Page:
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The Magicians: Be the Hyman

“Friends don’t make friends solve the trolley problem.”

This week The Magicians reflects on our characters’ decisions. If a “hero” makes a “villainous” decision with the best of intentions, is that okay? And what does it mean if a character chooses not to make any decision or take any action? Are our characters the heroes at all? Or are they the harbingers of the apocalypse? I guess we shall see.

In a dream sequence much like the one last season, but with an unforgivable lack of kittens, the previous high kings and queens of Fillory (Eliot, Margo, Fen, and Josh) learn from the energetic emanation of Ember and Umber that the dead will not only completely take over Fillory and every other world, they will also turn the living dead with their touch. This is obviously horrible, so Umber tells them to use The Ark he built to move all of Fillory to a pocket world. And then destroy Fillory. It’s all very Thor: Ragnarök and Frozen II.

In order to create a permanent world for the Fillorians to live in, Alice and Kady need to steal the World Seed from The Couple (one part evil torture guy who cut off Alice’s fingers). When they go to Marina for help, they find she’s magically reformed. Turns out, Marina’s big heist that originally kept our magicians from saving Earth involved stealing the World Seed and a bunch of people died or got seriously injured as a result, leading Marina to make serious changes to her personality. As Kady and Alice try to get the information they need to pull off the heist, they find (or think) they have no chance but to act like Marina, and then to bring previous Marina back completely.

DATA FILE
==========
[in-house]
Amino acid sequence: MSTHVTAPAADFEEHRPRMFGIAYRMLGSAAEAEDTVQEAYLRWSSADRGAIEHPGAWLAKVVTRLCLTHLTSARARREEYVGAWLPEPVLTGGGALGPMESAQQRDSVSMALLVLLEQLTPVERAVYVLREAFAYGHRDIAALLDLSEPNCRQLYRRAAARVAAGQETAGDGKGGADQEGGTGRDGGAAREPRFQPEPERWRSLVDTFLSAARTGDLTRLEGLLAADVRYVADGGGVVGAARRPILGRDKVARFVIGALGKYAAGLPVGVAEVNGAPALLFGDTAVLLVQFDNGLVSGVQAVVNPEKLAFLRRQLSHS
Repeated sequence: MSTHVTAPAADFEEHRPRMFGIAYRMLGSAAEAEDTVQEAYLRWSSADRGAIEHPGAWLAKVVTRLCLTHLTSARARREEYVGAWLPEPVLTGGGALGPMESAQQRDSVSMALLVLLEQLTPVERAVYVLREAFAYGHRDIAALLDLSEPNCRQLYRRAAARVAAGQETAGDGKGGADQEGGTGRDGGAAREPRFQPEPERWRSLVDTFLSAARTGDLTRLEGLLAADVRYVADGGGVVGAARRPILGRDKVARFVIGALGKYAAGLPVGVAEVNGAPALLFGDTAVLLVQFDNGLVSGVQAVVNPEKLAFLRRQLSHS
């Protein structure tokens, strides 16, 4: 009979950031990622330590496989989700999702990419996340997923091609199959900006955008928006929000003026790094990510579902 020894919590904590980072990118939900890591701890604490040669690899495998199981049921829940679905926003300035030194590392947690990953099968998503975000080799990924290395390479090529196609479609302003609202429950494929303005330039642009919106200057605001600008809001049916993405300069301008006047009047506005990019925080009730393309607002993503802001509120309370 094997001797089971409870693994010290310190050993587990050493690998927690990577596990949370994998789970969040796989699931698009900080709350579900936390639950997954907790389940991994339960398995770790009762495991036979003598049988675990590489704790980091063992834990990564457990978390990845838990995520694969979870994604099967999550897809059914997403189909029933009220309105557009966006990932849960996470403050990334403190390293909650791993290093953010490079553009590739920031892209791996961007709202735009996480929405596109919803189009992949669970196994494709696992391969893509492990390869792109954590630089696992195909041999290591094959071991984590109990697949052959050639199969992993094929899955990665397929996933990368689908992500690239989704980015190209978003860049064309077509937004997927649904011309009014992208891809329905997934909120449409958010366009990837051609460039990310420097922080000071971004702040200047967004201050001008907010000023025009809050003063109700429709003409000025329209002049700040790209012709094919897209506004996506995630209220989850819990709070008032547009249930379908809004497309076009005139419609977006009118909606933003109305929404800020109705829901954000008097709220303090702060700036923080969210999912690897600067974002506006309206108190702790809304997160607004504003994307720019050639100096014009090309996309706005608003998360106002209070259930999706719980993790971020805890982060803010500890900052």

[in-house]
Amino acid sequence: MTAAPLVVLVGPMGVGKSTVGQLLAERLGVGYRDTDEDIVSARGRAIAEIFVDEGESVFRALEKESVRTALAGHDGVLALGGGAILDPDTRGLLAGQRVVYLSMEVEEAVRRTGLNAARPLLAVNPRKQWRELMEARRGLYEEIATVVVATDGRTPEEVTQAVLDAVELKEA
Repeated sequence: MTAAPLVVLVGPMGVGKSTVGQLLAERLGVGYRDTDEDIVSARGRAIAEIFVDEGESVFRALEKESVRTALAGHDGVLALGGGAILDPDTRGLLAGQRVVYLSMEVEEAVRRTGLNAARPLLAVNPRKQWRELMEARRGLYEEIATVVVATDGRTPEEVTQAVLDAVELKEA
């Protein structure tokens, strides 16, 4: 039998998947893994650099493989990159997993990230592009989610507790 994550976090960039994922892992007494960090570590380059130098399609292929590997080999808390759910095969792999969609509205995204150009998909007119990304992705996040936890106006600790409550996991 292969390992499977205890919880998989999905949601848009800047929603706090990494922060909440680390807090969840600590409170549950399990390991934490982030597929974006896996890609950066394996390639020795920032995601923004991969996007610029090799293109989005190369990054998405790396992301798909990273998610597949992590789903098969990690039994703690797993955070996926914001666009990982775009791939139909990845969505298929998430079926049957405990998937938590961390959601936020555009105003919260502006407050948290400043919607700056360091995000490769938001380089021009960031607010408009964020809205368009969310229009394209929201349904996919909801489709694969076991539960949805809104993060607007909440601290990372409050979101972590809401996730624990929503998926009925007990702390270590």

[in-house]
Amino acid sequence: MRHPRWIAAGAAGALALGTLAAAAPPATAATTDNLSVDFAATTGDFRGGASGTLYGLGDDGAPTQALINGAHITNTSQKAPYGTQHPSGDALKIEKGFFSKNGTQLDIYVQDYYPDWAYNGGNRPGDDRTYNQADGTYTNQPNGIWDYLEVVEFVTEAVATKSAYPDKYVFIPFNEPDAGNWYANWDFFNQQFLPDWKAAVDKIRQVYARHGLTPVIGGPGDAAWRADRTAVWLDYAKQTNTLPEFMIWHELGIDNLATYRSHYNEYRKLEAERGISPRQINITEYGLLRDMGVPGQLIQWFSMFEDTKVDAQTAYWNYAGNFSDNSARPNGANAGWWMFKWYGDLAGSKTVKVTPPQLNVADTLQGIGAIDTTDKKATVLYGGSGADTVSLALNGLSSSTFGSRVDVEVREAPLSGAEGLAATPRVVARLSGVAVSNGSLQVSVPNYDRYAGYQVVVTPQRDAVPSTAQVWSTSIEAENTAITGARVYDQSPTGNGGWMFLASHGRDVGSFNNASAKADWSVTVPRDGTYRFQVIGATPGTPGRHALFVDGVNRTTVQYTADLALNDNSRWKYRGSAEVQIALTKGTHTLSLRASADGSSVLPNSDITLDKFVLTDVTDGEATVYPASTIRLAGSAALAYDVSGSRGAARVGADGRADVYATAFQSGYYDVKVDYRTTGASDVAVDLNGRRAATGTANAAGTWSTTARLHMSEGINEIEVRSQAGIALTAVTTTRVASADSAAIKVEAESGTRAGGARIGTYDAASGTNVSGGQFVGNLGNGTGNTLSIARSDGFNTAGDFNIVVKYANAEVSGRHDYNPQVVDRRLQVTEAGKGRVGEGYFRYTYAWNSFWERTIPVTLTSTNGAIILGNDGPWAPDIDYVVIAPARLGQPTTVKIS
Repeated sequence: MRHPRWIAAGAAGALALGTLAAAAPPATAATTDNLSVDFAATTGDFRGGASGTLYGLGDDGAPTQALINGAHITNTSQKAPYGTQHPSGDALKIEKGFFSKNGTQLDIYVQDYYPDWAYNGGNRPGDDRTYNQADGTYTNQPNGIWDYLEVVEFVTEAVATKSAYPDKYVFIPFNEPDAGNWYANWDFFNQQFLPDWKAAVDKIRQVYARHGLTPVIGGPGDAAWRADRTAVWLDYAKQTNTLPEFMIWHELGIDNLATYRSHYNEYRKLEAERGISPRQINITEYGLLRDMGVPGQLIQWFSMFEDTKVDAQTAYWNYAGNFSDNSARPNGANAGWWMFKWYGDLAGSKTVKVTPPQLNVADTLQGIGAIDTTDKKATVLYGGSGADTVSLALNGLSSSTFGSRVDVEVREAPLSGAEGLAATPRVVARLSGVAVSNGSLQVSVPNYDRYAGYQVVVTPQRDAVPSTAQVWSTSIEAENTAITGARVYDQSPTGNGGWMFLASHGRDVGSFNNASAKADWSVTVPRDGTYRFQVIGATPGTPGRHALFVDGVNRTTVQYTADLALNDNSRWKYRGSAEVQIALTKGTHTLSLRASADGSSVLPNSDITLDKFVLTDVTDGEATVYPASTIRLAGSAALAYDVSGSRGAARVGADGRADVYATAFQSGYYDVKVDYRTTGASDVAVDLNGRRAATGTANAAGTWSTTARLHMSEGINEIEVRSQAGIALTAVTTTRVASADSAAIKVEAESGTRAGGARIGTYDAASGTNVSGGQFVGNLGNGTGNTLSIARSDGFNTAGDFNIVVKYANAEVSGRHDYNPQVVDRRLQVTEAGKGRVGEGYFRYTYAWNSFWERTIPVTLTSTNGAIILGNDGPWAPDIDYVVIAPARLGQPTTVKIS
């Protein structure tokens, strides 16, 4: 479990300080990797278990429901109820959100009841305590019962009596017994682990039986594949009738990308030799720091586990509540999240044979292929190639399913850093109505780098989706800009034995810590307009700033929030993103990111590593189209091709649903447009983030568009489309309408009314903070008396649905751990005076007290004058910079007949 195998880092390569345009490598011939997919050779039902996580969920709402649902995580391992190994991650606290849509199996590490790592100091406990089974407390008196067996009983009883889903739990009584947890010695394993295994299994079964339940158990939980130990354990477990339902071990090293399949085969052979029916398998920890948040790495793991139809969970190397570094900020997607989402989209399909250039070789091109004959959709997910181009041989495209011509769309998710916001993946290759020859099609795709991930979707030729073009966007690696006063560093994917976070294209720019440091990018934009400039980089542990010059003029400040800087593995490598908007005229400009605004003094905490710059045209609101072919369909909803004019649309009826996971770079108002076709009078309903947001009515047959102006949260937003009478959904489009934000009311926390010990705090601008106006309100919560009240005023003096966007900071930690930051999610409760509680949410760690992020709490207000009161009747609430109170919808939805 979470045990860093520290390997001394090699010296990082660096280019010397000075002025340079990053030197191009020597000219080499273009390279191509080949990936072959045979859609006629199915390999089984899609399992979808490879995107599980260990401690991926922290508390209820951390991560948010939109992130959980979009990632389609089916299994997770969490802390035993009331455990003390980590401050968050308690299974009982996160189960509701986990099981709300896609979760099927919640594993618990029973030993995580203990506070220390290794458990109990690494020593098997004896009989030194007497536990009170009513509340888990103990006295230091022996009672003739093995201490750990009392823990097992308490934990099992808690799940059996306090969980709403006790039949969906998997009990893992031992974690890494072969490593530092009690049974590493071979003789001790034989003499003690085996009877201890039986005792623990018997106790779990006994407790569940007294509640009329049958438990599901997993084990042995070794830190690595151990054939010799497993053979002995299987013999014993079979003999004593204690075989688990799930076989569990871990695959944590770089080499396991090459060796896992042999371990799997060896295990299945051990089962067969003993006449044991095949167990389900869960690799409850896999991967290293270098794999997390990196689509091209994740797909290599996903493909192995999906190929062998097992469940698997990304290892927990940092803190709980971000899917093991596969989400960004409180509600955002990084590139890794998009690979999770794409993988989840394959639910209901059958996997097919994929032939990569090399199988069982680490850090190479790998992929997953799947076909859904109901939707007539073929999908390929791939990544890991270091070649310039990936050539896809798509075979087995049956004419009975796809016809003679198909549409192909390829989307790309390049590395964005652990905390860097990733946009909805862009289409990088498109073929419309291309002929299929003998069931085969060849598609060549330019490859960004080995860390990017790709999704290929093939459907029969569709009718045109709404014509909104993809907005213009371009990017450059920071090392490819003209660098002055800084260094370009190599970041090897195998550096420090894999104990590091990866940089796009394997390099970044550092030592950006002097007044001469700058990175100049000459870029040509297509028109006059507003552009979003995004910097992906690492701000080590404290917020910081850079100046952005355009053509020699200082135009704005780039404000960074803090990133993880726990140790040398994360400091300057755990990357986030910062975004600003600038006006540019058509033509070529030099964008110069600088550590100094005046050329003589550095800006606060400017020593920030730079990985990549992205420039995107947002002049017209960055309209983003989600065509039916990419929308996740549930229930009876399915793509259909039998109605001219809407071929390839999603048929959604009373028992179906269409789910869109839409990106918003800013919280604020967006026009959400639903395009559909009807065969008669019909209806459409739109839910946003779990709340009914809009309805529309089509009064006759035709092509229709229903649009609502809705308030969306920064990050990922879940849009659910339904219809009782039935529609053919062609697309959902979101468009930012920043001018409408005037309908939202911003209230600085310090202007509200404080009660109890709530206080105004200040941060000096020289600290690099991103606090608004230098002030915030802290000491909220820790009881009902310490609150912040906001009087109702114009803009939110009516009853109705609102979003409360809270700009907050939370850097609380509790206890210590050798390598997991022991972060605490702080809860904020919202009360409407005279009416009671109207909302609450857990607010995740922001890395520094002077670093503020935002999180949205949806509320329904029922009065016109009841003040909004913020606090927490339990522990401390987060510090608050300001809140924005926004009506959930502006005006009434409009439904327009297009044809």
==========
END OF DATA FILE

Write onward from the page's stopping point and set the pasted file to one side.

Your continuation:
There are a lot of serious ethical concerns here. But I think the most interesting and most connected to the rest of the episode is: if you try to act like the bad guy to save the world, does that make you the bad guy? At the end, we see Alice and Kady look on regrettably as old Marina lies to her girlfriend, not only to get them what they need to save the world, but also to rekindle her relationship. It seems like they might have some ethical concerns as well. One thing’s for sure though, reformed Marina is still just as funny as old Marina.

Back in Vancouver (the only obvious place for a Fillorian God to relocate) Margo, Eliot, Fen, and Josh work on obtaining The Ark. Turns out Ghost Umber (or Ghost Butler, as Josh calls him) is pretty into Indiana Jones. The magicians have to select the right pocket world otherwise all the pocket worlds will explode (which I probably would have found really funny if I'd ever watched Indiana Jones. Oops). They all turn to Fen to choose but she runs off in a huff.

Fen has always been pretty forgiving and easygoing, even as some of the others treat her as less than. But this season you could see that a feeling of resentment has been boiling, and now that they’re talking about destroying her home, that resentment’s starting to blow. Fen herself thinks this decision might be a villainous one and she thinks if it had been Earth they might have tried harder to come up with a better solution. She’s got a point. We see later that our heroes are the villains of the sexist pig’s prophecy; they’re the ones who destroy Fillory. It’s also not the first time they made the same decision as a villain; at the end of season two they decide to kill Ember and Umber to save Fillory and remain there forever, just as the Beast tried to do. And it worked. And then the Gods shut off all magic. And then they saved magic. And then magic was restricted and a monster was set free. And on and on. Maybe it is time our characters really examine their decision-making skills.